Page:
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Thousands of postal workers, university lecturers and schoolteachers in the U.K. were going on strike on Thursday to demand better pay and working conditions amid the country's cost-of-living crisis.
Picket lines will be set up outside postal offices, universities and schools in one of the biggest co-ordinated walkouts this year.
Britons have faced travel misery and overflowing garbage bins in recent months as unions representing multiple industries launched successive strikes. Lawyers, nurses, posties and many others have walked out of their jobs to seek pay rises that match soaring inflation. Domestic energy bills and food costs have skyrocketed this year, driving inflation to a 41-year high of 11.1% in October.
In Scotland, most schools will close Thursday as teachers there take the first large-scale strike action in decades.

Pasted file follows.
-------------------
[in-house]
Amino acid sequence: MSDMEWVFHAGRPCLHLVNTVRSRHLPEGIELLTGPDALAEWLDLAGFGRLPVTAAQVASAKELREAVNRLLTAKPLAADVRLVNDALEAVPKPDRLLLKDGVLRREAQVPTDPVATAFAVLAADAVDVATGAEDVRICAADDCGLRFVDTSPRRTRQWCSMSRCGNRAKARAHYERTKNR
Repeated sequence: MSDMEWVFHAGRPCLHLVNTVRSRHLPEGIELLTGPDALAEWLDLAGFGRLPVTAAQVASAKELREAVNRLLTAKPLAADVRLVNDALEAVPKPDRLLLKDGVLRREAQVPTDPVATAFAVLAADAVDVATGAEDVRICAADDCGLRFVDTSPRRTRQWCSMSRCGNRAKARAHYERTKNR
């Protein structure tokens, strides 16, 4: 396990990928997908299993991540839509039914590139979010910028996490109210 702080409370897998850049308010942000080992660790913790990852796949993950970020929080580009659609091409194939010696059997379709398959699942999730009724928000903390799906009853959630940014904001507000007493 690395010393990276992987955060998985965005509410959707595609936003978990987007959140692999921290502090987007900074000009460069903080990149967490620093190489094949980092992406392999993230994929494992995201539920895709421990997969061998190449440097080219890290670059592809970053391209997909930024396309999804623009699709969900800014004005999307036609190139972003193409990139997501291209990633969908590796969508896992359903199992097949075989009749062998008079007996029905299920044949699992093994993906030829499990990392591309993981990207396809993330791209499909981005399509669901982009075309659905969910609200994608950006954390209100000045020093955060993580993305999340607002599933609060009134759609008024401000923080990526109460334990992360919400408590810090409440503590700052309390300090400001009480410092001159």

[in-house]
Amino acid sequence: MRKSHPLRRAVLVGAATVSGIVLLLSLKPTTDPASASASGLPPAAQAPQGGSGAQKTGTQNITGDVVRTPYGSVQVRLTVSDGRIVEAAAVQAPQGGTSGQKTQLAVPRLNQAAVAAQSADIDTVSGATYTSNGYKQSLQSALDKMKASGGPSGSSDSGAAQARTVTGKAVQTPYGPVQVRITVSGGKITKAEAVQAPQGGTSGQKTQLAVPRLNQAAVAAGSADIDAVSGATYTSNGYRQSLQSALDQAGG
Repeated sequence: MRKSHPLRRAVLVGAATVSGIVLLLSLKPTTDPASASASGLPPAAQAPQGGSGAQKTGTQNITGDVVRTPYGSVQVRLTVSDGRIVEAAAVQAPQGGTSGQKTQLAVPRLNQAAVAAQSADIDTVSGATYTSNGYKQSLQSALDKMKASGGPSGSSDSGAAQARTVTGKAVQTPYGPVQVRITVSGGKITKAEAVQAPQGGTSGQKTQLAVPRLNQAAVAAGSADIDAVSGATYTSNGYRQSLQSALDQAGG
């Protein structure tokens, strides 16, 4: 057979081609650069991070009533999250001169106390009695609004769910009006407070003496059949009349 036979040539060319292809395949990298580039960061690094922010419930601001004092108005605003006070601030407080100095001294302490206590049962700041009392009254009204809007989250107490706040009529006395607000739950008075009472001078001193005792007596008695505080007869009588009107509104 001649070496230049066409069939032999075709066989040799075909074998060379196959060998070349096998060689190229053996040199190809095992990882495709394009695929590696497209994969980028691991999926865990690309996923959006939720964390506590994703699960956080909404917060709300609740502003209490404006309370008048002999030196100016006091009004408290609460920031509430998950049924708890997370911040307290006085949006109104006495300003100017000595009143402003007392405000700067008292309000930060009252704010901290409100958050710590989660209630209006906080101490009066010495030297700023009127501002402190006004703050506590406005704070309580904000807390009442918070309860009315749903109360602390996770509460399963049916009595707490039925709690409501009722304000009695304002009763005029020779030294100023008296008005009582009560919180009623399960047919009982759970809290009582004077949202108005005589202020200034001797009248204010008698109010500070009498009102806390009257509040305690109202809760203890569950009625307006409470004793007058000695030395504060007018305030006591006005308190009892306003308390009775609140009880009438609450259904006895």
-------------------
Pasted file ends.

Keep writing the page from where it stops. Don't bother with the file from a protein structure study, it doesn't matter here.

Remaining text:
In universities, some 70,000 academic staff will strike on Thursday and again on Nov. 30 in the biggest action of its kind in higher education. The action will affect an estimated 2.5 million students.
Meanwhile, workers at the Royal Mail will walk out on Thursday and again on Black Friday and Christmas Eve.
The latest walkouts come after the Rail, Maritime and Transport union announced Tuesday that more than 40,000 rail workers will stage fresh strikes in December and January, disrupting travel for scores of people during the busy festive season. The union said members will walk out for four days from Dec. 13 and in the first week of January.
Pubs, bars and other hospitality businesses have expressed dismay at the latest train strike announcement.
“Continued rail strikes have had a huge impact on our hospitality sector; preventing staff from making it into work and disrupting consumers’ plans, meaning a huge drop in sales for venues across the sector," said Kate Nicholls, chief executive for the UKHospitality trade body.
“Further strikes during the busiest time of the year for hospitality will be devastating, just as everyone was anticipating an uninterrupted Christmas period for the first time in three years," she added.
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